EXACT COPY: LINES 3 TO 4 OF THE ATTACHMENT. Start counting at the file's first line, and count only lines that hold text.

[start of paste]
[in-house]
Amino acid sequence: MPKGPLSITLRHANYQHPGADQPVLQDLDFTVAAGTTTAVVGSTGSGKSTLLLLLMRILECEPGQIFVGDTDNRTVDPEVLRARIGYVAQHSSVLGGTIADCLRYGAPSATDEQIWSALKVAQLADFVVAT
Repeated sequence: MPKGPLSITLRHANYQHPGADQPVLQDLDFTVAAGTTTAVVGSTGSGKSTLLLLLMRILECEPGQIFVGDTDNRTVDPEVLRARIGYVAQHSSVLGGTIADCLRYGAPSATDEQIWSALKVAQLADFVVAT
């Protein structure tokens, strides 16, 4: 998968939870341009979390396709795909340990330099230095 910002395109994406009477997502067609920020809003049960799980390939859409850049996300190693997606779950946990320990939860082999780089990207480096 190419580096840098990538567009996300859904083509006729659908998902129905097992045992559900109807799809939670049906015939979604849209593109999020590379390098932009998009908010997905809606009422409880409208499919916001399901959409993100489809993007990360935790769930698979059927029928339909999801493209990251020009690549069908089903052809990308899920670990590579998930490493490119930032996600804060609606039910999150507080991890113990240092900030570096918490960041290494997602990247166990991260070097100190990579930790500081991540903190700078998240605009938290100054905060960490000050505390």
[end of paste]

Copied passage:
Repeated sequence: MPKGPLSITLRHANYQHPGADQPVLQDLDFTVAAGTTTAVVGSTGSGKSTLLLLLMRILECEPGQIFVGDTDNRTVDPEVLRARIGYVAQHSSVLGGTIADCLRYGAPSATDEQIWSALKVAQLADFVVAT
């Protein structure tokens, strides 16, 4: 998968939870341009979390396709795909340990330099230095 910002395109994406009477997502067609920020809003049960799980390939859409850049996300190693997606779950946990320990939860082999780089990207480096 190419580096840098990538567009996300859904083509006729659908998902129905097992045992559900109807799809939670049906015939979604849209593109999020590379390098932009998009908010997905809606009422409880409208499919916001399901959409993100489809993007990360935790769930698979059927029928339909999801493209990251020009690549069908089903052809990308899920670990590579998930490493490119930032996600804060609606039910999150507080991890113990240092900030570096918490960041290494997602990247166990991260070097100190990579930790500081991540903190700078998240605009938290100054905060960490000050505390």